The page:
Understanding Your Soil

Understanding your soil gives you a better idea of the plants that will and will not grow in your garden. But, what if you want to grow a plant that requires well-drained soil and you have heavy clay soil? Can you immediately change your soil’s texture in order to successfully grow that plant? Such a drastic change is financially and environmentally unsustainable. Your soil can be improved over time but something that drastic would require you to dig everything out and replace the soil. Clay soil can be improved as can sandy soil. It takes time. 

Clay soil is moisture retentive but not friable and bakes hard in the sun. Sandy or silty soil is very porous and does not hold water and nutrients well. Both of these soils can be improved through the addition of organic matter. Every year I added about an inch of compost and top-dressed with two inches of organic mulch to improve the clay soil throughout my garden in Virginia. I spread this across the entire garden, not just around the plants. Organic mulch will decompose and add structure and nutrients to the soil. Rubber and rock mulches do not break down. You should never use rubber mulch, ever. Popular ones are shredded leaves or shredded bark. (NOT THE RED STUFF!) This cover keeps clay soil from baking hard and improves soil structure by increasing aeration in the dense clay. Compost and mulch are also beneficial in sandy gardens because they are rich in nutrients and encourage water retention in the very porous sand. Compost and mulch are often times free! Shredded autumn leaves are a FREE and excellent mulch when applied properly and the average house can generate compost for the garden from scraps of food.

How will the compost and mulch be mixed with the existing soil? Do I need to use a tiller? I don’t recommend using a tiller to work compost into the existing soil. Worms, critters and weather will do this part for you. Actually, I don’t want to till it in because this destroys a lot of beneficial organisms in the soil. There is a complicated network of invertebrates and beneficial fungi below your feet, and it took years to build. One hour of tilling will destroy this. But most importantly, why create more work and hurt your back when you don’t have to?

If you absolutely must have a plant that won’t grow in your existing soil, we all have faced this, you should look at container culture or raised beds. Container gardens allow us to have a wide array of plants with different cultural needs in one space. You will never see agaves growing beside sarracenias in a garden plot but you can grow them in container gardens. A lot of gardeners are faced with rocky or compacted soil or even soil that is fine for other plants but isn’t suitable for the plants that they like. Raised beds allow us to engineer the soil to fit the requirements of specific plants. It is similar to a giant container. Raised beds are popular for herb gardens or cacti gardens because the soil can be well drained.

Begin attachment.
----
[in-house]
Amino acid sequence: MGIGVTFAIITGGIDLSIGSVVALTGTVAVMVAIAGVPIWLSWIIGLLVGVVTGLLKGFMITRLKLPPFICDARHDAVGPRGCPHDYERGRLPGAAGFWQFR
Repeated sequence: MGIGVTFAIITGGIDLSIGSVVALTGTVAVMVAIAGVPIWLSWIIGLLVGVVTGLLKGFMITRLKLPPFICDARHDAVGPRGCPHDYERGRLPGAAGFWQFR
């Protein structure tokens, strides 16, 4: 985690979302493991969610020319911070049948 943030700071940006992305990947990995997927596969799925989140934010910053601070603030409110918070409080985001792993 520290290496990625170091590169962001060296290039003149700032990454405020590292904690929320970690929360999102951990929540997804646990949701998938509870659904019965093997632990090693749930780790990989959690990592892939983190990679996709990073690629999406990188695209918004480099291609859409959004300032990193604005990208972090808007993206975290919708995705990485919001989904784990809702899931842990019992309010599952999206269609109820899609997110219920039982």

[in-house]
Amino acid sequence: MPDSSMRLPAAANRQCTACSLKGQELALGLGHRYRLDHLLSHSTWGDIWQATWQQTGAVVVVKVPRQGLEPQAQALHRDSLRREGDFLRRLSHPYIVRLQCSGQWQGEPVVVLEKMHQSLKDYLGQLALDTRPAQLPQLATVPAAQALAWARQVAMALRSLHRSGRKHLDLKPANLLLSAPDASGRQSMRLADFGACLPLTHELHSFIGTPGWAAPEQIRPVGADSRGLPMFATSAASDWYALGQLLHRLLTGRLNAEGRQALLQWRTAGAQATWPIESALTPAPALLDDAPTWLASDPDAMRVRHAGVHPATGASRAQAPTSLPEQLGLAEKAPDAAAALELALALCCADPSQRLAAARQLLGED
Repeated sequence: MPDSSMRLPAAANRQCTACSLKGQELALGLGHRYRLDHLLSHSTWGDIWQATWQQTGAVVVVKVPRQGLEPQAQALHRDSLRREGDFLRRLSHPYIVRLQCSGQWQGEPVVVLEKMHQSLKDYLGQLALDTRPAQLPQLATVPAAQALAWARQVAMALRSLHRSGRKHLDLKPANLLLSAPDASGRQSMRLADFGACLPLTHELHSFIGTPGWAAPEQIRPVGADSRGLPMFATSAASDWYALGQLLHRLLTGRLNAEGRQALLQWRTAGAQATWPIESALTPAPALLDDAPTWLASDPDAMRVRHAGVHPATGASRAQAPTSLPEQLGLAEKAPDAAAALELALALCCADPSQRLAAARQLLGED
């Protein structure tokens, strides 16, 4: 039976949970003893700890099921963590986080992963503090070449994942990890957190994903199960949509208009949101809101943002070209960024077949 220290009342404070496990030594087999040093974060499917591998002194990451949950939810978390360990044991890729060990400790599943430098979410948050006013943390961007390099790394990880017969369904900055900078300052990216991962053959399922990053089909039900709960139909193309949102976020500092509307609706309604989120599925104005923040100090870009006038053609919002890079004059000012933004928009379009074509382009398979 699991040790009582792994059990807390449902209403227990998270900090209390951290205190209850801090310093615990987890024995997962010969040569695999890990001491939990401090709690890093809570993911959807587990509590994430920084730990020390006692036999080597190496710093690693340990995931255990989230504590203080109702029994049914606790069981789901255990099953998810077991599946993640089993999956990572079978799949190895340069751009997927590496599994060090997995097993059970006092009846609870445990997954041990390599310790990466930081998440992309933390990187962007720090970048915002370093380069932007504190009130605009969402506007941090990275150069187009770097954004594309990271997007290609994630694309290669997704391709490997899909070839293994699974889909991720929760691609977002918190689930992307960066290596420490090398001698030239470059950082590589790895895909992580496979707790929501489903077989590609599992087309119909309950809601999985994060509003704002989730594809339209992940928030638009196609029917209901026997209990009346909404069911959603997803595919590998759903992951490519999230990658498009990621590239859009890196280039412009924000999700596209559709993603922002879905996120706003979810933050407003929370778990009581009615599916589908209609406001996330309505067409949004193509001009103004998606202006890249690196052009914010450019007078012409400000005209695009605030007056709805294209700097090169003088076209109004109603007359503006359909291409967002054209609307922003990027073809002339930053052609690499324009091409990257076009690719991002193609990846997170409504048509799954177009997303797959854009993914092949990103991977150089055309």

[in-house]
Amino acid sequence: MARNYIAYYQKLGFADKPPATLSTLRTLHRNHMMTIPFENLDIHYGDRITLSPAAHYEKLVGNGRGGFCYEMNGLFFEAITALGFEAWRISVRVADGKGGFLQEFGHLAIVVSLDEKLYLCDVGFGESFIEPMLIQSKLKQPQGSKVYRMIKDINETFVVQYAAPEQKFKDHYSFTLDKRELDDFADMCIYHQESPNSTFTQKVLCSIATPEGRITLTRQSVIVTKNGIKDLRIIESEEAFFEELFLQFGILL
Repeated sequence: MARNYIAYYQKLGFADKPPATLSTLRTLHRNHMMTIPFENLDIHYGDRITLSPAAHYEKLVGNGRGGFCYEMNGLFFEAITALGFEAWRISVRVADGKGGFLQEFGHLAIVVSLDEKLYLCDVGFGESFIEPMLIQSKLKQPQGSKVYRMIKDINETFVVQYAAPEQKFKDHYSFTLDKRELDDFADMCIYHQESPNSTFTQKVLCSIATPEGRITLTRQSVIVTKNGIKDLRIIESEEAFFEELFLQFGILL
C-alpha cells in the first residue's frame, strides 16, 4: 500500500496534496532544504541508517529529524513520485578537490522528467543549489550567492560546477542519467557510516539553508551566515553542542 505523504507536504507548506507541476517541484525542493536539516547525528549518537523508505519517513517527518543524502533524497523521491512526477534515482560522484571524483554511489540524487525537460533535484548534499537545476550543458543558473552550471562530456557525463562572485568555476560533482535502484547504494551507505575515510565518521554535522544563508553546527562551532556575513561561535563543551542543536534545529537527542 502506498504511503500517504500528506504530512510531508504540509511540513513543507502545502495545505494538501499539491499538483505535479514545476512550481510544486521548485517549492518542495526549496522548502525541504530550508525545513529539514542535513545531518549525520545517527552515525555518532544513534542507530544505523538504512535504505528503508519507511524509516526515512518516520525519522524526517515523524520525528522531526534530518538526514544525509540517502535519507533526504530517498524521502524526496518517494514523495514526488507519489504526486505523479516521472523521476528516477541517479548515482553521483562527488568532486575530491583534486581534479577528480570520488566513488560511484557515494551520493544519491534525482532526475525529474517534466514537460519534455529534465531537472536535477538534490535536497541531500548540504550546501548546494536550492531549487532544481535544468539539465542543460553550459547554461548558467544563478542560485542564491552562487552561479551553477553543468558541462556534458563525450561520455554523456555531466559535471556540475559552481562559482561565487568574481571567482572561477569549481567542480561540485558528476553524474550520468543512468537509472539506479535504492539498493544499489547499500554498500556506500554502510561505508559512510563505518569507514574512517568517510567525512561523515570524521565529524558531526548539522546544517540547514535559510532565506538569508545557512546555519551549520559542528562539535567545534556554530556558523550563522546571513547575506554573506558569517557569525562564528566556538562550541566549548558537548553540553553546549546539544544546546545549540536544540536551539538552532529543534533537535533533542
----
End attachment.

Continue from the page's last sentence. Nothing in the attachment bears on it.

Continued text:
Soil Myths

“If you have clay soil, add sand to improve its texture.”
This is a dangerous myth and will create something similar to cement.

“Just improve the soil in the planting hole.”
Go dig a hole in clay soil and fill it with water. Does it drain away? No, it is like a bowl. This is a dangerous and costly myth. Many plants send out long roots in the top few inches of soil. By only improving the soil around the hole, you are creating a container. When roots hit the sides of a containers they circle or return. This can happen in our gardens because the native soil may be nutrient poor or less aerated. By annually spreading a few inches of compost and other organic mater we can improve the entire garden and encourage roots to spread.

“Clay soil is bad.”
Personally, I prefer gardening in clay soil. If you understand how to properly manage it then you can have a lush garden full of vegetables and flowers. Clay soil holds water so you have to water less often. It bakes hard when exposed to the hot sun but remains cool and moist when there is a layer of mulch on top of it. Knowing when and how much to water is important with clay soils.

Remember that CONTEXT is key in gardening. What may work for your neighbor may not be good for your garden for different reasons. You need to understand your site before you do anything.

 

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